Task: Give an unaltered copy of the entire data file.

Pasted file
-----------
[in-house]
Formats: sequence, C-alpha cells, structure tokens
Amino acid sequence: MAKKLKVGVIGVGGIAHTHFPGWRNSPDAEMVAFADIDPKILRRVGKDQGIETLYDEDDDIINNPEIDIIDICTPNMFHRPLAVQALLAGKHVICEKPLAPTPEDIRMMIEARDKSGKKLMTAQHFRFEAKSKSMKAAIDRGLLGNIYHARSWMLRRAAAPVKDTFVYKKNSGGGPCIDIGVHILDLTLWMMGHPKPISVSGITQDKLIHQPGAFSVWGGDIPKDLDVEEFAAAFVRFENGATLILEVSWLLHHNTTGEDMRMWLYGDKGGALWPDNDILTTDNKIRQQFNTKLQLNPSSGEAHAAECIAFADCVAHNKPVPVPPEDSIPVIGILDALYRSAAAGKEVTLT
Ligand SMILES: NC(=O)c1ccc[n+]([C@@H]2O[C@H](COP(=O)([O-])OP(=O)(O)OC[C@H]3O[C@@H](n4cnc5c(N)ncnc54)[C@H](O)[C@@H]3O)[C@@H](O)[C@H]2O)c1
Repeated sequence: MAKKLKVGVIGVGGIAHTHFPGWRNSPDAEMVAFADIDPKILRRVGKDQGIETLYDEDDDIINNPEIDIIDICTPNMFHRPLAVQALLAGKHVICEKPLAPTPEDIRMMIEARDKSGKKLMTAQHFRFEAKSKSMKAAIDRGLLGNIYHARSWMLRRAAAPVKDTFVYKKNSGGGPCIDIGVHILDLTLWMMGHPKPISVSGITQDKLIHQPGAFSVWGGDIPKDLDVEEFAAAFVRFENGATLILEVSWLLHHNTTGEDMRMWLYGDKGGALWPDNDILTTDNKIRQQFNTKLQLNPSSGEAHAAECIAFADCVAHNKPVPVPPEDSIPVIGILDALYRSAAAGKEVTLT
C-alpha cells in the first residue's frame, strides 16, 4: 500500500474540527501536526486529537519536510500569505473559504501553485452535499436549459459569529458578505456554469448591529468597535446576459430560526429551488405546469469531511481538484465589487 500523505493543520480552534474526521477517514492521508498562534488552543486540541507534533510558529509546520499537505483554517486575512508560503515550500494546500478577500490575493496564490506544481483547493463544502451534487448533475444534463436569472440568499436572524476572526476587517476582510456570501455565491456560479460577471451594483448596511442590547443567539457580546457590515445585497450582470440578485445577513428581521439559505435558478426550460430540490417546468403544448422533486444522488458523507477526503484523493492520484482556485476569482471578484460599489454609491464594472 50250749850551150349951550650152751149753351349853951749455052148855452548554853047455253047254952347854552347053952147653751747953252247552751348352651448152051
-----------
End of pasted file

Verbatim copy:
[in-house]
Formats: sequence, C-alpha cells, structure tokens
Amino acid sequence: MAKKLKVGVIGVGGIAHTHFPGWRNSPDAEMVAFADIDPKILRRVGKDQGIETLYDEDDDIINNPEIDIIDICTPNMFHRPLAVQALLAGKHVICEKPLAPTPEDIRMMIEARDKSGKKLMTAQHFRFEAKSKSMKAAIDRGLLGNIYHARSWMLRRAAAPVKDTFVYKKNSGGGPCIDIGVHILDLTLWMMGHPKPISVSGITQDKLIHQPGAFSVWGGDIPKDLDVEEFAAAFVRFENGATLILEVSWLLHHNTTGEDMRMWLYGDKGGALWPDNDILTTDNKIRQQFNTKLQLNPSSGEAHAAECIAFADCVAHNKPVPVPPEDSIPVIGILDALYRSAAAGKEVTLT
Ligand SMILES: NC(=O)c1ccc[n+]([C@@H]2O[C@H](COP(=O)([O-])OP(=O)(O)OC[C@H]3O[C@@H](n4cnc5c(N)ncnc54)[C@H](O)[C@@H]3O)[C@@H](O)[C@H]2O)c1
Repeated sequence: MAKKLKVGVIGVGGIAHTHFPGWRNSPDAEMVAFADIDPKILRRVGKDQGIETLYDEDDDIINNPEIDIIDICTPNMFHRPLAVQALLAGKHVICEKPLAPTPEDIRMMIEARDKSGKKLMTAQHFRFEAKSKSMKAAIDRGLLGNIYHARSWMLRRAAAPVKDTFVYKKNSGGGPCIDIGVHILDLTLWMMGHPKPISVSGITQDKLIHQPGAFSVWGGDIPKDLDVEEFAAAFVRFENGATLILEVSWLLHHNTTGEDMRMWLYGDKGGALWPDNDILTTDNKIRQQFNTKLQLNPSSGEAHAAECIAFADCVAHNKPVPVPPEDSIPVIGILDALYRSAAAGKEVTLT
C-alpha cells in the first residue's frame, strides 16, 4: 500500500474540527501536526486529537519536510500569505473559504501553485452535499436549459459569529458578505456554469448591529468597535446576459430560526429551488405546469469531511481538484465589487 500523505493543520480552534474526521477517514492521508498562534488552543486540541507534533510558529509546520499537505483554517486575512508560503515550500494546500478577500490575493496564490506544481483547493463544502451534487448533475444534463436569472440568499436572524476572526476587517476582510456570501455565491456560479460577471451594483448596511442590547443567539457580546457590515445585497450582470440578485445577513428581521439559505435558478426550460430540490417546468403544448422533486444522488458523507477526503484523493492520484482556485476569482471578484460599489454609491464594472 50250749850551150349951550650152751149753351349853951749455052148855452548554853047455253047254952347854552347053952147653751747953252247552751348352651448152051